Edith Starr Miller

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Lady Queenborough.

Edith Starr Miller title Lady Queenborough (July 16, 1887 - January 16, 1933, Paris) was the author of the work Occult Theocracy. The book was published in 1933 shortly after her death. In her work Miller saw Freemasonry to be Luciferian.

Edith was born in Newport, Rhode Island, the daughter of William Starr Miller [1] and Edith Caroline Warren [2]. Her father was a New York industrialist and real estate operator.

On July 19, 1921, she married Lord Queenborough (Almeric Hugh Paget) at the town house of Edith's parents, which was located at 1048 Fifth Avenue on the corner of 86th Street in Manhattan, New York.[3] After their marriage the Pagets lived at Camfield Place, near Hatfield, Hertfordshire. The interiors of the house were designed by Edith herself.[4] They had three daughters:

The Pagets were pro-Fascist,[5][6][7][8] and Edith in particular was friendly with Brigadier General Robert Byron Drury Blakeney (1872-1952), second president of the British Fascisti from 1924-1926, and later active in the Imperial Fascist League, the Britons, the British Union of Fascists, and the Nordic League.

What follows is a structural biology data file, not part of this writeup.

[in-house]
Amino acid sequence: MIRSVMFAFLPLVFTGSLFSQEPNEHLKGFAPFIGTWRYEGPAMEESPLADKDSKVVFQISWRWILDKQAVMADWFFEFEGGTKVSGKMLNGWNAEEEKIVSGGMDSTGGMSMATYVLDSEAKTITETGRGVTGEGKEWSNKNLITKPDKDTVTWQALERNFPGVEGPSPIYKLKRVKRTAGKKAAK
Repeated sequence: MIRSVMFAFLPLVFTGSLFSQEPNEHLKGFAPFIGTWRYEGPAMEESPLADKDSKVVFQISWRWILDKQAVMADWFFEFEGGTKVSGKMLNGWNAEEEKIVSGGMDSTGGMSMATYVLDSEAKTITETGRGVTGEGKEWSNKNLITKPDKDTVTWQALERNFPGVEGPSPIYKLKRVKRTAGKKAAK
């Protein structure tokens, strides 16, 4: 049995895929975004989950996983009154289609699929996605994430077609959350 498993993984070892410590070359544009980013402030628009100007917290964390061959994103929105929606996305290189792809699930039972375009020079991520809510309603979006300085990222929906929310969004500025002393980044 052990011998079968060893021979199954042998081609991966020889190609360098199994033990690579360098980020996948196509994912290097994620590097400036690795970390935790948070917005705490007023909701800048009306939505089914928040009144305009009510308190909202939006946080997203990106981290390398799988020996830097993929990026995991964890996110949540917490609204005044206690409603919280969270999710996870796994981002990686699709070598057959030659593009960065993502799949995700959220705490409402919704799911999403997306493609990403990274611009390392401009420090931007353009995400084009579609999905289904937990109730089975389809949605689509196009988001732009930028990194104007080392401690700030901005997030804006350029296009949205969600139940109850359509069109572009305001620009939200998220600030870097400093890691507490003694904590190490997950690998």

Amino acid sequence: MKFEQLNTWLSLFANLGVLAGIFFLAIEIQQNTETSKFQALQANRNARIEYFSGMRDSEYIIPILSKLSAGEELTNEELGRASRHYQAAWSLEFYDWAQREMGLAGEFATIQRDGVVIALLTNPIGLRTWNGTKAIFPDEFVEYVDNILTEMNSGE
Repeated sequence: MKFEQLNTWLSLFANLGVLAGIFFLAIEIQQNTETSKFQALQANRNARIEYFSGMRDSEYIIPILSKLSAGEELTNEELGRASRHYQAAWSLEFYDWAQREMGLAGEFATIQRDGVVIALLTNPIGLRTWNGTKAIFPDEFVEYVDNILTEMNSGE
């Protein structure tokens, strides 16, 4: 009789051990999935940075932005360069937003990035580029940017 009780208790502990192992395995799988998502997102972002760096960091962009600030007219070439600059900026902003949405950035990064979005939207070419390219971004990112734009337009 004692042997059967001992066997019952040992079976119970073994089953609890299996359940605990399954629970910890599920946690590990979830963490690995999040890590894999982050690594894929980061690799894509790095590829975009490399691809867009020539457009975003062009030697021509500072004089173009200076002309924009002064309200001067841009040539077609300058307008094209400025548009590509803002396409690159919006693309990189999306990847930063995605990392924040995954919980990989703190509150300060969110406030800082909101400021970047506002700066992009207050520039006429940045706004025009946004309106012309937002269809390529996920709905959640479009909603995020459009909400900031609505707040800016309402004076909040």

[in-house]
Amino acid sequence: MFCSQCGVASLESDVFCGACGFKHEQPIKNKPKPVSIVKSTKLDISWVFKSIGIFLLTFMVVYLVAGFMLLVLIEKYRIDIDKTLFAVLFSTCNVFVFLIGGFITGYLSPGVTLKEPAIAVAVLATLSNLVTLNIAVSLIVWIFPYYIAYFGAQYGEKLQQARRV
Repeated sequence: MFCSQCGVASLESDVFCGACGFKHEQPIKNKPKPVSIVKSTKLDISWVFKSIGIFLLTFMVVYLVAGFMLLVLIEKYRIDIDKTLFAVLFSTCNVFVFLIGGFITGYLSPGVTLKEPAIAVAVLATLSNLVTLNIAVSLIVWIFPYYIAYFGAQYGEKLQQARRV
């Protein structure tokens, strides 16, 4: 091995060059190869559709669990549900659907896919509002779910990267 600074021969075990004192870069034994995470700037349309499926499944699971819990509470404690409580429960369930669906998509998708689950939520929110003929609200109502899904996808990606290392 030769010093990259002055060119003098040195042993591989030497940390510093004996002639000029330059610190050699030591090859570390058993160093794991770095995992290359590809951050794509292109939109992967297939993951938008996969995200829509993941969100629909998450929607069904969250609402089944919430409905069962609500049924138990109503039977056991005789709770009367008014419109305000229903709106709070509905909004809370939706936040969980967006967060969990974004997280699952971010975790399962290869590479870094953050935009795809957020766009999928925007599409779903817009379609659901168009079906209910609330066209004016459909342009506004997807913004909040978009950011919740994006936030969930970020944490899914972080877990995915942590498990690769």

1. (Oct. 26, 1856 - Sept. 14, 1935)
  2. (April 15, 1866 - May 17, 1944)
  3. "Lord Queenborough Weds Miss Miller. British Peer Quietly Marries Daughter of Mr. and Mrs. William Starr Miller", The New York Times, July 20, 1921.
  4. Robert Sencourt, Heirs of Tradition. Tributes of a New Zealander, pp. 105-106n. London: Carroll & Nicholson, 1949.
  5. Lord Queenborough, "World Plan in Action", English Review, August 1935.
  6. Lord Queenborough, "All that we hold most dear", Saturday Review, September 19, 1936.
  7. Simon Haxey, England's Money Lords. Tory M.P., p. 131. New York: Harrison-Hilton Books, 1939.
  8. Charles Domville-Fyfe, This is Germany, Foreword by Lord Queenborough. London: Seely Service & Co., Ltd., 1939.

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